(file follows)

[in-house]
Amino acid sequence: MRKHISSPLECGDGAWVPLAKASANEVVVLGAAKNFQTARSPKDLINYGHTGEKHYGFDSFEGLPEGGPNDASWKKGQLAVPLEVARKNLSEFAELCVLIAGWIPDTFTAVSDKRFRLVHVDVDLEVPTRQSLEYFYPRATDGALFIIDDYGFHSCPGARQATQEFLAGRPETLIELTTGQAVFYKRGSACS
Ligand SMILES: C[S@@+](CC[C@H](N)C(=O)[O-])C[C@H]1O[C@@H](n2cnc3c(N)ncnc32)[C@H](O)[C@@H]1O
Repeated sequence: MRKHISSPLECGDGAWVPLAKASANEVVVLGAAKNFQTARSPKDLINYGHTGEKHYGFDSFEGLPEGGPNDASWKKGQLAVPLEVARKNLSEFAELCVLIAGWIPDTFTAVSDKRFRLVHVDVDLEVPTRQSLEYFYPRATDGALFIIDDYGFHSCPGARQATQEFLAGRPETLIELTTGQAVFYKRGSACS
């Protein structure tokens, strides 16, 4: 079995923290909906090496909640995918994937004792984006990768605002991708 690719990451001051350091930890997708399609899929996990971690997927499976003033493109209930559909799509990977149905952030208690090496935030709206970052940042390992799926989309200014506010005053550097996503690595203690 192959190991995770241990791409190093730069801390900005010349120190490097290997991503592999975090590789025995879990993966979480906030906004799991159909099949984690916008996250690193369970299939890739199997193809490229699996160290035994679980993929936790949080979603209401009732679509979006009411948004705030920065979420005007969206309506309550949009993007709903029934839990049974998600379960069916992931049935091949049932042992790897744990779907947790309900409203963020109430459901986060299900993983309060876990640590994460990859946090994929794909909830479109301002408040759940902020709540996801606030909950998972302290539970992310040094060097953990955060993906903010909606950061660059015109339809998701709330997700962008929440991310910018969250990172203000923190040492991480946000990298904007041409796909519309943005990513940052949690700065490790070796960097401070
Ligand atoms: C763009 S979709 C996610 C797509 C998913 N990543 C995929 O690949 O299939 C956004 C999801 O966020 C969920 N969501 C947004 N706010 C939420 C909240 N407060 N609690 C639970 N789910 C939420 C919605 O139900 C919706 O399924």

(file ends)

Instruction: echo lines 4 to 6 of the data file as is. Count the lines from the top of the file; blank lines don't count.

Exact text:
Repeated sequence: MRKHISSPLECGDGAWVPLAKASANEVVVLGAAKNFQTARSPKDLINYGHTGEKHYGFDSFEGLPEGGPNDASWKKGQLAVPLEVARKNLSEFAELCVLIAGWIPDTFTAVSDKRFRLVHVDVDLEVPTRQSLEYFYPRATDGALFIIDDYGFHSCPGARQATQEFLAGRPETLIELTTGQAVFYKRGSACS
């Protein structure tokens, strides 16, 4: 079995923290909906090496909640995918994937004792984006990768605002991708 690719990451001051350091930890997708399609899929996990971690997927499976003033493109209930559909799509990977149905952030208690090496935030709206970052940042390992799926989309200014506010005053550097996503690595203690 192959190991995770241990791409190093730069801390900005010349120190490097290997991503592999975090590789025995879990993966979480906030906004799991159909099949984690916008996250690193369970299939890739199997193809490229699996160290035994679980993929936790949080979603209401009732679509979006009411948004705030920065979420005007969206309506309550949009993007709903029934839990049974998600379960069916992931049935091949049932042992790897744990779907947790309900409203963020109430459901986060299900993983309060876990640590994460990859946090994929794909909830479109301002408040759940902020709540996801606030909950998972302290539970992310040094060097953990955060993906903010909606950061660059015109339809998701709330997700962008929440991310910018969250990172203000923190040492991480946000990298904007041409796909519309943005990513940052949690700065490790070796960097401070
Ligand atoms: C763009 S979709 C996610 C797509 C998913 N990543 C995929 O690949 O299939 C956004 C999801 O966020 C969920 N969501 C947004 N706010 C939420 C909240 N407060 N609690 C639970 N789910 C939420 C919605 O139900 C919706 O399924």